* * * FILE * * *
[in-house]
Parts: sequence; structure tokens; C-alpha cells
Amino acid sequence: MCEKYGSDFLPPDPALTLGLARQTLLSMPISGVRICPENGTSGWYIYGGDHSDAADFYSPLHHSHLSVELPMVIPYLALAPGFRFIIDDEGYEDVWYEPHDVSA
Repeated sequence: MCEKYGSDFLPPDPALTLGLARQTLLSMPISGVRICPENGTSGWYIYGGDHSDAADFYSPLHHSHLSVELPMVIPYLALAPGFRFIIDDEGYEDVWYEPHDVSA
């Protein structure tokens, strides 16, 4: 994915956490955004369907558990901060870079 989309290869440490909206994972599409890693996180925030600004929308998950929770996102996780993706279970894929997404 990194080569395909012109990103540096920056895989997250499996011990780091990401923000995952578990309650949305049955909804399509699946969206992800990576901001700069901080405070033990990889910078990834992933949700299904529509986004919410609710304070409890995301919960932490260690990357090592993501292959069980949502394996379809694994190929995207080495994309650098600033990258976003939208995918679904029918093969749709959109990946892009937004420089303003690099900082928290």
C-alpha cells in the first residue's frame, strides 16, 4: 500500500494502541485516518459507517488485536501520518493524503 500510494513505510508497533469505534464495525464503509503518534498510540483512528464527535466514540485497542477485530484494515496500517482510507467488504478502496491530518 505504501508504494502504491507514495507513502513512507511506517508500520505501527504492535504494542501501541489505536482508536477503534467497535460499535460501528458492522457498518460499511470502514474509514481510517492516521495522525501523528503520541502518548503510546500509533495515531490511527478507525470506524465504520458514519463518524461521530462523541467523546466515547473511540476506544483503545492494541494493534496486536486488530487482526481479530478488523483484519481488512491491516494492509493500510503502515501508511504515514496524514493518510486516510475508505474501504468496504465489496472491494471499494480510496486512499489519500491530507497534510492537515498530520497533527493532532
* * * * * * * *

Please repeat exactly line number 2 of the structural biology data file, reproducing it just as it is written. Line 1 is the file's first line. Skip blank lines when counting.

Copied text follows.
Parts: sequence; structure tokens; C-alpha cells